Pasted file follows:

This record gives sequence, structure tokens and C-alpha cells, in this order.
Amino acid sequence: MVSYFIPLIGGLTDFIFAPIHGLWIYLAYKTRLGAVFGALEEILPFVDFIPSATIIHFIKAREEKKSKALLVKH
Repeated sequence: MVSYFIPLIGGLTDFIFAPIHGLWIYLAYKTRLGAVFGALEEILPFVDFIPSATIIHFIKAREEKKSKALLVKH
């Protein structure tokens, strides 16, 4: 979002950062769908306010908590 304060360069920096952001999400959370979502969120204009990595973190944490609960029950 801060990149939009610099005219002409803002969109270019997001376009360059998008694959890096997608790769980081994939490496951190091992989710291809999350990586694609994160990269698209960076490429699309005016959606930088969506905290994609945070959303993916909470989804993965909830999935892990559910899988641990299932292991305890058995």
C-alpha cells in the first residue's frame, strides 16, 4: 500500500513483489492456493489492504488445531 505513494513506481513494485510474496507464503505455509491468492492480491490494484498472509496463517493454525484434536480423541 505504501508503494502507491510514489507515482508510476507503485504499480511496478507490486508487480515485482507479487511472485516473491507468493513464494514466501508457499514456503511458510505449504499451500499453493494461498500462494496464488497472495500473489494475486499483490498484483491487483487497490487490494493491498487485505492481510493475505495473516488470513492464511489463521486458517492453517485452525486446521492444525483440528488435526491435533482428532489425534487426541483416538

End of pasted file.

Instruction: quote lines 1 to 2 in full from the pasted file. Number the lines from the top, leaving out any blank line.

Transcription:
This record gives sequence, structure tokens and C-alpha cells, in this order.
Amino acid sequence: MVSYFIPLIGGLTDFIFAPIHGLWIYLAYKTRLGAVFGALEEILPFVDFIPSATIIHFIKAREEKKSKALLVKH